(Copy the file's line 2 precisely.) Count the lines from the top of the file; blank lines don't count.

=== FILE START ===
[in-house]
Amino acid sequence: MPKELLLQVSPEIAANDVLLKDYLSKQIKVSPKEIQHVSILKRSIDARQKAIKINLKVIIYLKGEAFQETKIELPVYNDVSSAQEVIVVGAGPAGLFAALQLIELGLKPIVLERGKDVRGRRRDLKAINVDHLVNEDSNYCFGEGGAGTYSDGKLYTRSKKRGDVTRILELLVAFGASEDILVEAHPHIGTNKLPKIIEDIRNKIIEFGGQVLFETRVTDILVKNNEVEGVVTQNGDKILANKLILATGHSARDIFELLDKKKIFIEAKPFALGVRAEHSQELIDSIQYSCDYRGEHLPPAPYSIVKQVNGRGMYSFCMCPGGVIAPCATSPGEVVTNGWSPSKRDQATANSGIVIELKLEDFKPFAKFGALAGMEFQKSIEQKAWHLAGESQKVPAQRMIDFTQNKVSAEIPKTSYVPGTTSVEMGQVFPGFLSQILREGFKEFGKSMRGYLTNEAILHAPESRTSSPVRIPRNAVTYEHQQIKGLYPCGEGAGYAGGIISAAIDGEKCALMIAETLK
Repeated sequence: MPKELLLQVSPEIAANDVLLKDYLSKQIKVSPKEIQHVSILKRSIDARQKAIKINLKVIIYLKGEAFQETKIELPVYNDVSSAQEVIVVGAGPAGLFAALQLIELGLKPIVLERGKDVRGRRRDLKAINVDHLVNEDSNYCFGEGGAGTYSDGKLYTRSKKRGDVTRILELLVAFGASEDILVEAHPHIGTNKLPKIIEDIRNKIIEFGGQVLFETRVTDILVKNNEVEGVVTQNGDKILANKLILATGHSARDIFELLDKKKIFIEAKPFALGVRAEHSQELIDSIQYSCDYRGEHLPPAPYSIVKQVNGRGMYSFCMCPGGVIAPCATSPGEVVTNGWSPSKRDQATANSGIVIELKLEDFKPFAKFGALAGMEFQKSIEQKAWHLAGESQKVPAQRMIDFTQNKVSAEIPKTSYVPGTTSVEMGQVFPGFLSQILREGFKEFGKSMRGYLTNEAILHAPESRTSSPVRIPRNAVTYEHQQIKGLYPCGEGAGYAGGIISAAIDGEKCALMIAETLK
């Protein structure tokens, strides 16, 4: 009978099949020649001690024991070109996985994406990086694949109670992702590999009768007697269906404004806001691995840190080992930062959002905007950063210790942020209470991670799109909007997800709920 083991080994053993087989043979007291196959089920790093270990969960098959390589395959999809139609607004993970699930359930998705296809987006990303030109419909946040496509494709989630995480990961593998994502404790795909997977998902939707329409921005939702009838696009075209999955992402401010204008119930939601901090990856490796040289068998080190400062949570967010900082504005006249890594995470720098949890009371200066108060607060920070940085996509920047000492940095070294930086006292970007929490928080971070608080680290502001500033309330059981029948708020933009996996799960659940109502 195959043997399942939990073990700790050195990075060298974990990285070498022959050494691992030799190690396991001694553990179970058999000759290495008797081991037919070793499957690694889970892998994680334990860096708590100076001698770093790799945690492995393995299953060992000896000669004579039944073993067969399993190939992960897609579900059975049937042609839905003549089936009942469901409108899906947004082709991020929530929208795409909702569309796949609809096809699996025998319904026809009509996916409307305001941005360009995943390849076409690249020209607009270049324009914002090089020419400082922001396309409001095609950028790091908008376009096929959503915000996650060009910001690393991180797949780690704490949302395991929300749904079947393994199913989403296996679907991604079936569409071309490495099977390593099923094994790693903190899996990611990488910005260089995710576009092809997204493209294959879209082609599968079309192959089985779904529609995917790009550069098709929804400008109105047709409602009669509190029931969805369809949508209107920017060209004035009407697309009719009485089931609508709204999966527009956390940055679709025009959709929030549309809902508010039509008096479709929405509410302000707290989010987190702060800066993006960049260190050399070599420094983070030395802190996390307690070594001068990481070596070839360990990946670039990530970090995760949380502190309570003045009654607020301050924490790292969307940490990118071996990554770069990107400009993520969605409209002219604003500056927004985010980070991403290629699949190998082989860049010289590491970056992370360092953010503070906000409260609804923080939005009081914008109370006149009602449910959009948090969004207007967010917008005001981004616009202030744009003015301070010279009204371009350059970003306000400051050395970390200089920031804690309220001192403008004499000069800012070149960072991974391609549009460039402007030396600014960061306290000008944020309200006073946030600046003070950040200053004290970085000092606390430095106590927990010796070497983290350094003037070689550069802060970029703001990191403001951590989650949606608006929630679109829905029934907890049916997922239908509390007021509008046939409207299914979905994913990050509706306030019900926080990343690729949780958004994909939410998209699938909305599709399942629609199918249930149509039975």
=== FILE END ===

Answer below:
Amino acid sequence: MPKELLLQVSPEIAANDVLLKDYLSKQIKVSPKEIQHVSILKRSIDARQKAIKINLKVIIYLKGEAFQETKIELPVYNDVSSAQEVIVVGAGPAGLFAALQLIELGLKPIVLERGKDVRGRRRDLKAINVDHLVNEDSNYCFGEGGAGTYSDGKLYTRSKKRGDVTRILELLVAFGASEDILVEAHPHIGTNKLPKIIEDIRNKIIEFGGQVLFETRVTDILVKNNEVEGVVTQNGDKILANKLILATGHSARDIFELLDKKKIFIEAKPFALGVRAEHSQELIDSIQYSCDYRGEHLPPAPYSIVKQVNGRGMYSFCMCPGGVIAPCATSPGEVVTNGWSPSKRDQATANSGIVIELKLEDFKPFAKFGALAGMEFQKSIEQKAWHLAGESQKVPAQRMIDFTQNKVSAEIPKTSYVPGTTSVEMGQVFPGFLSQILREGFKEFGKSMRGYLTNEAILHAPESRTSSPVRIPRNAVTYEHQQIKGLYPCGEGAGYAGGIISAAIDGEKCALMIAETLK